Push vs. Pull Cultures

by Sandy Nelson on September 17, 2012

Think about it this way—today’s creative economy calls for push, not pull, cultures.

In a push culture, innovation, elevated performance, value-additive change, excellence in customer experience and relationships are driven from the bottom up. Push cultures have little tolerance for players who fail to consistently raise the bar or whose egos lead them to place personal agendas and internal competition ahead of co-generative collaboration. In push cultures, senior executives are continuously pushed to ‘up their game’ and that of the enterprise or team to stay ahead of the ambition, drive, creativity and aspirations of front-line team members.

Being profitable is simply not enough in push cultures. Players are obsessed with, and deeply committed to, thriving in a way that leaves nothing on the table. They are all in, and will accept nothing less from leadership.

On the other hand, pull cultures represent those rapidly ossifying legacy cultures where organizational leaders still have the mindset that ideas and innovation, discipline in execution, enforcing standards of behavior and levels of contribution, as well as overall performance, must be driven from the top.

In pull cultures, leadership is often frustrated by the failure of their talent and teams to “get it” and step up to the plate in ways that meet expectations. Acknowledging the need for, and sincerely committed to, change, the leadership team spends countless hours in efforts designed to pull the company or team forward.

To be fair, for the large part, pull cultures dominated the business landscape through much of history. Only recently, relatively speaking, as economic restructuring accelerated and broadened the ongoing evolution from a closed, production-efficiency-driven to an open, creativity-driven competitive model has it become essential to build, steward and sustain pull cultures.

The most urgent need for building pull cultures and teams may well lie in legacy professions and industries where intensified competition and restricted demand have shifted advantage to open, entrepreneurial mindsets—prepared to go ‘all in’ investing in top talent and change, and open and willing to letting go of the legacy notion that success must be driven from the top. These are the organizations where the greatest hesitancy to re-invent often lies.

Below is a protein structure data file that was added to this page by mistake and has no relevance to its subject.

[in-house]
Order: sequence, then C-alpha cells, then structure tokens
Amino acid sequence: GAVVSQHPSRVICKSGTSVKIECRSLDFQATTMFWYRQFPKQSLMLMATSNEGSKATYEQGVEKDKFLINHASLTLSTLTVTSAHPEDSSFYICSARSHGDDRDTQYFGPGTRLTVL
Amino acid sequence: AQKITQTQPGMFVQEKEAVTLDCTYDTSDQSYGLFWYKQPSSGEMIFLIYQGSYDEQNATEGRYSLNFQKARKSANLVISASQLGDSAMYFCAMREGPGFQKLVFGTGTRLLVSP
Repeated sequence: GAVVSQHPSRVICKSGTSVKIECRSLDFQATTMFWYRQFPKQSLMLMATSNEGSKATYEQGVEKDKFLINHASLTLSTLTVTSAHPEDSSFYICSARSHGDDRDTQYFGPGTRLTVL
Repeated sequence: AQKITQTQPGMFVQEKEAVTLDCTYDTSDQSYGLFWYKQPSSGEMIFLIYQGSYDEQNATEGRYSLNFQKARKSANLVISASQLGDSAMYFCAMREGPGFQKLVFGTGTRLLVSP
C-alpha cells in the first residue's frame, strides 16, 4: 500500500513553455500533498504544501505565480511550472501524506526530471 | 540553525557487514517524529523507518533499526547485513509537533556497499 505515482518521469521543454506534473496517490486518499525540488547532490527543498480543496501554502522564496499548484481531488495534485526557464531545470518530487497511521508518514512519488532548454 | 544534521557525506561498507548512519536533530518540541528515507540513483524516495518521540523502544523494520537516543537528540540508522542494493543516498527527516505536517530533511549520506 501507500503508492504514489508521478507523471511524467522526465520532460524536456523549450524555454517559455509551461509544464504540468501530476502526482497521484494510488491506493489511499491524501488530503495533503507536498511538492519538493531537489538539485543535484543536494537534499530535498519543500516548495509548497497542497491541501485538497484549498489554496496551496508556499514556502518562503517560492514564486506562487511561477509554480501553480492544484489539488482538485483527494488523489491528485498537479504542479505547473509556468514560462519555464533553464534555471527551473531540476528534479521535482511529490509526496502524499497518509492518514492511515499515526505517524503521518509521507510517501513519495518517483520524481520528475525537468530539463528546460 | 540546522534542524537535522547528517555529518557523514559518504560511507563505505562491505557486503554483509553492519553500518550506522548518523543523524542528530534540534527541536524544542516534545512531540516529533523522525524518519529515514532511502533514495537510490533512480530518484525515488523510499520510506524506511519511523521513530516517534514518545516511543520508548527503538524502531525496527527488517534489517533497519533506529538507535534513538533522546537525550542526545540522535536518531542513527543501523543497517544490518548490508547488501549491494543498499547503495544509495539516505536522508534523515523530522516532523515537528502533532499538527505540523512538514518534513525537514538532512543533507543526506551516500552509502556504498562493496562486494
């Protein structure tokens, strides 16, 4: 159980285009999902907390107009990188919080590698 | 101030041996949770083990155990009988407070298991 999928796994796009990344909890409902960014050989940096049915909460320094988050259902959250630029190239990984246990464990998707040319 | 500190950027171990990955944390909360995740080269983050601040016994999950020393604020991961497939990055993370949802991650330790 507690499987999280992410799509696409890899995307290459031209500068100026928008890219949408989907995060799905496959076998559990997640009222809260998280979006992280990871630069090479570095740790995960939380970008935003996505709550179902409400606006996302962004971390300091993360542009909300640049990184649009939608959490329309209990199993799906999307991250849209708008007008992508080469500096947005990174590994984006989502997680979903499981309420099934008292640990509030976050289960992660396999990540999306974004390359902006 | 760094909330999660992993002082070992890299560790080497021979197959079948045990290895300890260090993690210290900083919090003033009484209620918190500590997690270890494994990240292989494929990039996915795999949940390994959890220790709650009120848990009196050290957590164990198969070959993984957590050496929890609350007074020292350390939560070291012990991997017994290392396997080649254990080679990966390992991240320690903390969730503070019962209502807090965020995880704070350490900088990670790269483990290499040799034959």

Risk-averse and seeing ongoing investment in game-changing development as a line item cost rather than the high ROI commitment to the future it is, pull-centric leaders are inclined to go it on their own. Convinced that with just a bit more cajoling and bearing further down, they will shift their team from getting by to thriving.

In push cultures, leadership focuses, shapes and fuels success as it channels the high aspirations, focused discipline and unleashed creativity of a winning-obsessive team. Decision making is crisp, aligned with what matters and courageous. With their time and efforts freed from “pulling”, push leaders have the bandwidth and energy to stay out front, reading the world, reducing complexity to essence as they anticipate and position for the future.

Pull oriented leaders strive mightily, with all the best intentions, to mold old school players, resistant to or unskilled at taking the reins of change on their own, into a consistently winning team. Their efforts typically involve a combination of cajoling, hand ringing and negative incentives.

Pull leaders often hesitate to pull the switch. Seeking to ameliorate the concerns, egos and/or and varying priorities of diverse stakeholders, they postpone essential decision making and procrastinate where urgency is called for. In so doing, they progressively lose the confidence of those they are charged with leading.

When there is time, will and openness to investment, it is possible to teach legacy oriented, but willing learners, to play effectively in the new push game. Yet, to make this work, leadership must be willing to go all in. Focusing change at top tiers is a good starting point, but will fall short in the long run unless every layer of the organization is brought up to speed.

By the same token, expecting push related change to permeate the organization when senior level executives fail to embrace and model behaviors and practices consistent with push principles, is a non-starter. It simply will not happen.

Take a moment to reflect, and ask yourself these questions: How would you characterize your personal engagement and team culture today? From the time you wake up in the morning to the moment you place your head on your pillow to sleep, are you pushing to up your game? Are you pushing to move your team forward?

Or, are you waiting to be pulled? Your answer will be instructive.

Sandy Nelson

Leave a Comment

Previous post:

Next post: